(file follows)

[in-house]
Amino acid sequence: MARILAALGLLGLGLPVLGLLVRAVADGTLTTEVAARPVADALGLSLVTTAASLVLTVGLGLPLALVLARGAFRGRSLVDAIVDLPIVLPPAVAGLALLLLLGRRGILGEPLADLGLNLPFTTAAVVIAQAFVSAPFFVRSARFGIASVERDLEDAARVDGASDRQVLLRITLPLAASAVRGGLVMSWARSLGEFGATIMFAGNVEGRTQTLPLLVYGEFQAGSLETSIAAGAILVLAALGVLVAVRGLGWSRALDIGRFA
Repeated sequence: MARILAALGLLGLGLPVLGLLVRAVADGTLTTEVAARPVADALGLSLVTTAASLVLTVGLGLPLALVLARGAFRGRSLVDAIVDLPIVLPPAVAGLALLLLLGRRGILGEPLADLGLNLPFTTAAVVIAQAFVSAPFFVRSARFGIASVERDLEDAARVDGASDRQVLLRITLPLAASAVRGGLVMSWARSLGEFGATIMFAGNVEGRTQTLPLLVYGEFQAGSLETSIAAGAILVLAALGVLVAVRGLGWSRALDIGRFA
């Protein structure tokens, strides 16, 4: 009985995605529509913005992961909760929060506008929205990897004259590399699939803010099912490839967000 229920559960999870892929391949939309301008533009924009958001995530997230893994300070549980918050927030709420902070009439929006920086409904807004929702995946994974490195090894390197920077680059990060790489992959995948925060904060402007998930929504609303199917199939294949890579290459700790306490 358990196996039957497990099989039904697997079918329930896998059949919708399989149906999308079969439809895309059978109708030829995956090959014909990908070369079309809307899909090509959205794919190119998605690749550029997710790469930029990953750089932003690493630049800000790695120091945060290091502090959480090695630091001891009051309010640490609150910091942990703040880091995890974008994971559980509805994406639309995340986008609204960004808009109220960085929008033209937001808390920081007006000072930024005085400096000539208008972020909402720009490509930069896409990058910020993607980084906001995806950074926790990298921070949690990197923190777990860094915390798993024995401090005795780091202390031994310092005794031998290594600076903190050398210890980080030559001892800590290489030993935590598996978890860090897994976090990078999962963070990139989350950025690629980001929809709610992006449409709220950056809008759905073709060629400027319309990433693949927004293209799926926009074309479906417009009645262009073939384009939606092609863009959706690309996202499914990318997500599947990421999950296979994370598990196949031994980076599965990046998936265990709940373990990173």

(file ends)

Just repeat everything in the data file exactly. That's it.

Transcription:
[in-house]
Amino acid sequence: MARILAALGLLGLGLPVLGLLVRAVADGTLTTEVAARPVADALGLSLVTTAASLVLTVGLGLPLALVLARGAFRGRSLVDAIVDLPIVLPPAVAGLALLLLLGRRGILGEPLADLGLNLPFTTAAVVIAQAFVSAPFFVRSARFGIASVERDLEDAARVDGASDRQVLLRITLPLAASAVRGGLVMSWARSLGEFGATIMFAGNVEGRTQTLPLLVYGEFQAGSLETSIAAGAILVLAALGVLVAVRGLGWSRALDIGRFA
Repeated sequence: MARILAALGLLGLGLPVLGLLVRAVADGTLTTEVAARPVADALGLSLVTTAASLVLTVGLGLPLALVLARGAFRGRSLVDAIVDLPIVLPPAVAGLALLLLLGRRGILGEPLADLGLNLPFTTAAVVIAQAFVSAPFFVRSARFGIASVERDLEDAARVDGASDRQVLLRITLPLAASAVRGGLVMSWARSLGEFGATIMFAGNVEGRTQTLPLLVYGEFQAGSLETSIAAGAILVLAALGVLVAVRGLGWSRALDIGRFA
């Protein structure tokens, strides 16, 4: 009985995605529509913005992961909760929060506008929205990897004259590399699939803010099912490839967000 229920559960999870892929391949939309301008533009924009958001995530997230893994300070549980918050927030709420902070009439929006920086409904807004929702995946994974490195090894390197920077680059990060790489992959995948925060904060402007998930929504609303199917199939294949890579290459700790306490 358990196996039957497990099989039904697997079918329930896998059949919708399989149906999308079969439809895309059978109708030829995956090959014909990908070369079309809307899909090509959205794919190119998605690749550029997710790469930029990953750089932003690493630049800000790695120091945060290091502090959480090695630091001891009051309010640490609150910091942990703040880091995890974008994971559980509805994406639309995340986008609204960004808009109220960085929008033209937001808390920081007006000072930024005085400096000539208008972020909402720009490509930069896409990058910020993607980084906001995806950074926790990298921070949690990197923190777990860094915390798993024995401090005795780091202390031994310092005794031998290594600076903190050398210890980080030559001892800590290489030993935590598996978890860090897994976090990078999962963070990139989350950025690629980001929809709610992006449409709220950056809008759905073709060629400027319309990433693949927004293209799926926009074309479906417009009645262009073939384009939606092609863009959706690309996202499914990318997500599947990421999950296979994370598990196949031994980076599965990046998936265990709940373990990173």